Conversational sentences within the selected texts were extracted and attributes of the speaker (name, gender, occupation) and listener (name), relationship between the speaker and listener, and situations (e.g., family, office, criminal investigation) were manually added to each utterance. A total of 5632 utterances from 100 Japanese novel texts were tagged. Utterances with common attributes (i.e., same speaker and listener) were integrated as one data set and 887 data sets were obtained.

Tables 1 and 2 categorically describe the number of attributes for 887 data sets. Table 1 indicates that most of the speakers in Japanese novels are male characters. Table 2 shows the frequently appearing relationship attributes between the speaker and listener. The relationships between the speaker and listener are not always clearly described in story texts. Therefore, in the developed corpus, 484 of the 887 data sets did not have relationship attributes.

Table 1: Number of gender attributes for the data sets.
Table 2: Number of relationship attributes for the data sets.

Moreover, in order to perform statistically a factor analysis for frequencies of particles and auxiliary verbs, all Japanese literature texts in BCCWJ speaker information corpus have been utilised. BCCWJ speaker information corpus includes 11860 data sets of each character’s utterances. However, due to statistical limitations, 7576 utterance data sets with total frequencies higher than 20 were selected. Because of limitation of included attributes, analysis about factor scores have been done only for gender and age attributes.

3. Results and Discussion

3.1. Characteristics of Text Styles

In this study, frequencies of functional words in utterances were selected as characteristics of text style since, in many Japanese novels, different usage patterns of functional words are used to indicate characters’ personality [6].

In Japanese language, functional words mainly correspond to particles and auxiliary verbs. Therefore, statistical significance of the frequencies of particles and auxiliary verbs was analysed using a chi-square test.

The BCCWJ provides morphologically analysed data sets for the included novel texts. Therefore, particles and auxiliary verbs in utterances were extracted and counted by 887 data set units.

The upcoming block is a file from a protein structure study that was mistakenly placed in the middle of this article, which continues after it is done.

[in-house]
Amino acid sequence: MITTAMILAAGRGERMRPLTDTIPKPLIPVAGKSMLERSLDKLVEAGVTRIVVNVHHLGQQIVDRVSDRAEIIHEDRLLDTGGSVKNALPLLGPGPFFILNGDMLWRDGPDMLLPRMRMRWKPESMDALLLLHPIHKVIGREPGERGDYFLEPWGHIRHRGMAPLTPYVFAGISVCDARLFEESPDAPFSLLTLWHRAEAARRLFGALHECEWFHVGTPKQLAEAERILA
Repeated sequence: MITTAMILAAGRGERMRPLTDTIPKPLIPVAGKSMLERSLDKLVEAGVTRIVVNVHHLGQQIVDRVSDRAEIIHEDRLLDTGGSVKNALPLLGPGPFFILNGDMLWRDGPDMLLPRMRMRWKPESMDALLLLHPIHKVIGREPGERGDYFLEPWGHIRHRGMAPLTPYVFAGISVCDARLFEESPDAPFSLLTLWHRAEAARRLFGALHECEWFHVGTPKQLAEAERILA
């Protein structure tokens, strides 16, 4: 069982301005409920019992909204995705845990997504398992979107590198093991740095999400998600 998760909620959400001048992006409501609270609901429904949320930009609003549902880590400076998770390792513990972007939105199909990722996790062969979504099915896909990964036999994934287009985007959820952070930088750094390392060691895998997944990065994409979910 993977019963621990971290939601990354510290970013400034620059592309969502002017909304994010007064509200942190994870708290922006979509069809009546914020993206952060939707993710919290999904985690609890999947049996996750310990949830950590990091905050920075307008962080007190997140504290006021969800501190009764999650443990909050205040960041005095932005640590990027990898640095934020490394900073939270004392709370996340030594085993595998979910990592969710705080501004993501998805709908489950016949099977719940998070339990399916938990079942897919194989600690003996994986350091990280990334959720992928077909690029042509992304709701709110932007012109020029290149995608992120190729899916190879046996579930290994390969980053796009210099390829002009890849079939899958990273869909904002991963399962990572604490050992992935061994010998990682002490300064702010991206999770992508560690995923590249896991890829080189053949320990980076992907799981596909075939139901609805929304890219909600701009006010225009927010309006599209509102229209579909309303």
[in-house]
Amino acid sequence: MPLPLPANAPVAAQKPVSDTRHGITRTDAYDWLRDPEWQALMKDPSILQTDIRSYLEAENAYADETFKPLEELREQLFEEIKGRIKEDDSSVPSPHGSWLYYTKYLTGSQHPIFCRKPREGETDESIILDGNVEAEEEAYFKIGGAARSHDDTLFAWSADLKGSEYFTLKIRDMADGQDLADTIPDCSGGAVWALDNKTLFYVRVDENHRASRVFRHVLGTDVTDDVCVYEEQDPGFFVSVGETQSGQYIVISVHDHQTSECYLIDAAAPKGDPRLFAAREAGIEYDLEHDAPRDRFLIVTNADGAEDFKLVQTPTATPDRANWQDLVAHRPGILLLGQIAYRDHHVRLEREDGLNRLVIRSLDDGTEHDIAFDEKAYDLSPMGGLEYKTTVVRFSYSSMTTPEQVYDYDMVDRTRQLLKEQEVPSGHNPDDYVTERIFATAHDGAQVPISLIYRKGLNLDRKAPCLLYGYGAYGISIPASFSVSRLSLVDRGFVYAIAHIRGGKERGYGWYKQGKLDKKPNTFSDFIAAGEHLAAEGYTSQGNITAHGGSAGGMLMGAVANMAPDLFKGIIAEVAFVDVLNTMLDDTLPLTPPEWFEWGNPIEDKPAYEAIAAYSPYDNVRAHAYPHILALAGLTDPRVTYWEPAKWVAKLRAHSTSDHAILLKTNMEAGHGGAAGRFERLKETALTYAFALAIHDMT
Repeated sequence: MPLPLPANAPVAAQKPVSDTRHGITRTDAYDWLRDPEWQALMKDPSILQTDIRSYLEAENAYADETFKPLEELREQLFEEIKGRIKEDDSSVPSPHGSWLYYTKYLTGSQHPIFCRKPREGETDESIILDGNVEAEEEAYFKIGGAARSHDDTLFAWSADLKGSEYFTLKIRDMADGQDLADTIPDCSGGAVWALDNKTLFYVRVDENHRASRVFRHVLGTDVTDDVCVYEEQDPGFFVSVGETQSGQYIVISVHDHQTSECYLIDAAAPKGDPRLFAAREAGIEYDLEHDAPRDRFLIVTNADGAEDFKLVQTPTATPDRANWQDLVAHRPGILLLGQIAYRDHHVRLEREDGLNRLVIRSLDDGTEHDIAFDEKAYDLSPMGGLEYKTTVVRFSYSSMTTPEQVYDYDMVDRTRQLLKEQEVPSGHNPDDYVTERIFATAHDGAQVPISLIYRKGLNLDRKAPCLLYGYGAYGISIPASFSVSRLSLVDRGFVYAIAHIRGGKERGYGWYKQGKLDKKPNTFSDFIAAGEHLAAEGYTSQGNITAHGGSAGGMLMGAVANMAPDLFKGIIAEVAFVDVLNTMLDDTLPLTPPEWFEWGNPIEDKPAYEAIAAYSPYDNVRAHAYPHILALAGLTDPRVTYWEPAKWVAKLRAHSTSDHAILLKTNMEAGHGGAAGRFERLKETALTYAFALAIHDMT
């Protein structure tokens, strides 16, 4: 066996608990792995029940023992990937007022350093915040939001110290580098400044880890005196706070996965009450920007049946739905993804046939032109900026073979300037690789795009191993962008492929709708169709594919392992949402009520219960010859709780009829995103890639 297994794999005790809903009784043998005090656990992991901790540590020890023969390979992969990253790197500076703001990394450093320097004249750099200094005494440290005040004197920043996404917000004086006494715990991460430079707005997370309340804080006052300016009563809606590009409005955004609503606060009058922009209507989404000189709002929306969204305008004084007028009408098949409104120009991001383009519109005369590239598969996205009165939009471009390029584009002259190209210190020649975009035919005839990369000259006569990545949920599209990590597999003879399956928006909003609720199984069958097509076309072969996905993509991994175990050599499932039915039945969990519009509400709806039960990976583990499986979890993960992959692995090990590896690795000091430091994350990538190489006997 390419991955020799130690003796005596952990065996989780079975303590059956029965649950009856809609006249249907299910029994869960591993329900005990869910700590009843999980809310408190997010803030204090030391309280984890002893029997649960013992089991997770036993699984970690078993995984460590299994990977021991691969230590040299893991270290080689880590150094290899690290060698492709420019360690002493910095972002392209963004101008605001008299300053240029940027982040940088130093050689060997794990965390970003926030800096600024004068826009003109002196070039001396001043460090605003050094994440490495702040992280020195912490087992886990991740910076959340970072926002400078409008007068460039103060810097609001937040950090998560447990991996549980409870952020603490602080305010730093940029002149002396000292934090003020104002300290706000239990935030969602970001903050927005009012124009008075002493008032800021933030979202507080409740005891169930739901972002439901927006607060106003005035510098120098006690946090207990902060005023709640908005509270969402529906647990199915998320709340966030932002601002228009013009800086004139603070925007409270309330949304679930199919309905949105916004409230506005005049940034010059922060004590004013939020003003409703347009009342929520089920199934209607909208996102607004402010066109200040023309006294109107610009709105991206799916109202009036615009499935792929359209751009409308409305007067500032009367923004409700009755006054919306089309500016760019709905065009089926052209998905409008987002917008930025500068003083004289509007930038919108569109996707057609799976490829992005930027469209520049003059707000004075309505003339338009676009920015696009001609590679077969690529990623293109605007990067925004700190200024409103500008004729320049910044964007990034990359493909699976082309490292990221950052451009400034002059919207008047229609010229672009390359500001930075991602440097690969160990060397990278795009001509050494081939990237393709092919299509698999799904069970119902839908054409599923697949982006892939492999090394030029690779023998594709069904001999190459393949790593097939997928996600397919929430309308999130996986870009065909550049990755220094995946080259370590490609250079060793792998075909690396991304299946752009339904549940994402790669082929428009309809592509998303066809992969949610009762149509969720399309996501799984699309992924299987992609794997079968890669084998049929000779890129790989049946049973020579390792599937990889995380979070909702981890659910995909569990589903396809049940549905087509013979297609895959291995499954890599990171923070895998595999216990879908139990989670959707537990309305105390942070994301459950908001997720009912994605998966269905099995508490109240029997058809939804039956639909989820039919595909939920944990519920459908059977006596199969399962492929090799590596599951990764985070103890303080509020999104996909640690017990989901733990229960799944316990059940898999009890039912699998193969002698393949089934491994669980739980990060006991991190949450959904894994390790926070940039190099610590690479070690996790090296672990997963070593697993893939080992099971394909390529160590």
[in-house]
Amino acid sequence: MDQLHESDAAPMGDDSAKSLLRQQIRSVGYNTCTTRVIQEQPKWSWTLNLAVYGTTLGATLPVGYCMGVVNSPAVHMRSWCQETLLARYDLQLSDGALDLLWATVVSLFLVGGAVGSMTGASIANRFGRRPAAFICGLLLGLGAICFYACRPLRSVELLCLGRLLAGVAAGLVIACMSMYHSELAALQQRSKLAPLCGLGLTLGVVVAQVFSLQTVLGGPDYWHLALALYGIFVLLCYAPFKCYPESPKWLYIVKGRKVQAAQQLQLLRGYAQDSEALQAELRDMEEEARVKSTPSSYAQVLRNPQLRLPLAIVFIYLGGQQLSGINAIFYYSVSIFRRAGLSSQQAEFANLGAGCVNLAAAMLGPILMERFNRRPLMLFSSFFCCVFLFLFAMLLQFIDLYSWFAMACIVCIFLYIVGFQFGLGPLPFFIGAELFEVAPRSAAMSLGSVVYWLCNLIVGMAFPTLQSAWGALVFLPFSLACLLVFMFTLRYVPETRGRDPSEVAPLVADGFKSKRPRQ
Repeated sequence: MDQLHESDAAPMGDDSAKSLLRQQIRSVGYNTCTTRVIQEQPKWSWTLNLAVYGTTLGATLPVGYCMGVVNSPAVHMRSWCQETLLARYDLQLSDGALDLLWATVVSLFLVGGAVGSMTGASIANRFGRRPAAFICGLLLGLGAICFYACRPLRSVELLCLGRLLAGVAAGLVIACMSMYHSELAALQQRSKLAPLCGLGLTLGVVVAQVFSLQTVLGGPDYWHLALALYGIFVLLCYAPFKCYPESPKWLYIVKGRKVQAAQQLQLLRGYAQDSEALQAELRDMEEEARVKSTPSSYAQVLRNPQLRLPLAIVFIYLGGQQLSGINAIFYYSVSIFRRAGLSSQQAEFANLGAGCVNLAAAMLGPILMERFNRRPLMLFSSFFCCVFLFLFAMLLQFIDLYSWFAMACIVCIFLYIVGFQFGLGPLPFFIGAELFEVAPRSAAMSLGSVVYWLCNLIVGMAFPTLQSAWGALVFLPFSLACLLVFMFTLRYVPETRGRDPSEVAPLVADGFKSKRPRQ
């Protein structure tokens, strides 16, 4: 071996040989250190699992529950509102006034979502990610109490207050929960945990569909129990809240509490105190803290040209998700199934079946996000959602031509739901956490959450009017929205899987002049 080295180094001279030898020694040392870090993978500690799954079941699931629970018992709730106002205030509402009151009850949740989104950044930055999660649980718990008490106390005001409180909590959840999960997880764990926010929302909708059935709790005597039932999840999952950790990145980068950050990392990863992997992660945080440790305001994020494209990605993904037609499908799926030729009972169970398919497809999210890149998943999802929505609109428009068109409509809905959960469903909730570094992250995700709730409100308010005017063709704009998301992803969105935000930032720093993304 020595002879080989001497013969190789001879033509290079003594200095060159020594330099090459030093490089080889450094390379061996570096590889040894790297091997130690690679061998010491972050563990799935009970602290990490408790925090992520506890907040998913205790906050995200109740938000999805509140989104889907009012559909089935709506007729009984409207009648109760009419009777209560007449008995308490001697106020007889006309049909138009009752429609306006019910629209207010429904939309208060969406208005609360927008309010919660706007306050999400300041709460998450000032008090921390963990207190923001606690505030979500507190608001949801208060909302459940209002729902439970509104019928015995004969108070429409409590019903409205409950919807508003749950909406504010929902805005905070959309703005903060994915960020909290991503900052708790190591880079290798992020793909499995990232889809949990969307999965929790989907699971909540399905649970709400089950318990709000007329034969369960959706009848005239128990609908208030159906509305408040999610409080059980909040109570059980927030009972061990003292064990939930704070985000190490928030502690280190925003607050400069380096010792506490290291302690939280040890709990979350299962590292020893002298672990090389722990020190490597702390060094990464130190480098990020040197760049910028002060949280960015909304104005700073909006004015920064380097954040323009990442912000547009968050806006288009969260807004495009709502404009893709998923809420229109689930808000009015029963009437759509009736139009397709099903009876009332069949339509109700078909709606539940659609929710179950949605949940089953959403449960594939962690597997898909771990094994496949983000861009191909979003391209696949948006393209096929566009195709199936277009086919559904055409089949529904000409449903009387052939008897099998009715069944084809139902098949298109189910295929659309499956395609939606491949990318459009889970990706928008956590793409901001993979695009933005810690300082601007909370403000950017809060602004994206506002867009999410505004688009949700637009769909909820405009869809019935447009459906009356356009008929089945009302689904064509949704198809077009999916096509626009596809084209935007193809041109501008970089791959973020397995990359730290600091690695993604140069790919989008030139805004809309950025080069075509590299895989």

Table 3 presents the results of the chi-square test to identify the frequently appearing particles and auxiliary verbs for two categories of gender attributes (male and female); the statistically significant frequently used particles and auxiliary verbs (p = < 0.001) for each gender are presented in the table.

Table 3: Significant words for each gender.

The utterance styles of ‘male’ included more imperative words (na, zo, and ya), whereas those of ‘female’ included particle words (no, yo, wa, kashira, and mono), implying a soft and feminine tone. These results are consistent with the general characteristics of feminine or masculine utterances [14].

Similar to Table 3, Table 4 describes the eight frequently noted categories of relationships between the speaker and listener. Auxiliary verbs of politeness (masu and desu) were found to be used for ‘coworkers’ and ‘superior authorities’; however, they were less frequently used for ‘friend’, ‘subordinates’, and ‘enemy’. Moreover, although the reasons may be different, there is no need to express feelings of respect, which are meant for superiors, towards ‘friend’, ‘subordinates’, and ‘enemy’. Relationship between ‘friends’ is that of equals in most cases. Fictional superiors generally do not express feelings of respect towards their subordinates. In addition, it is not usual for a person to politely speak to one’s enemies.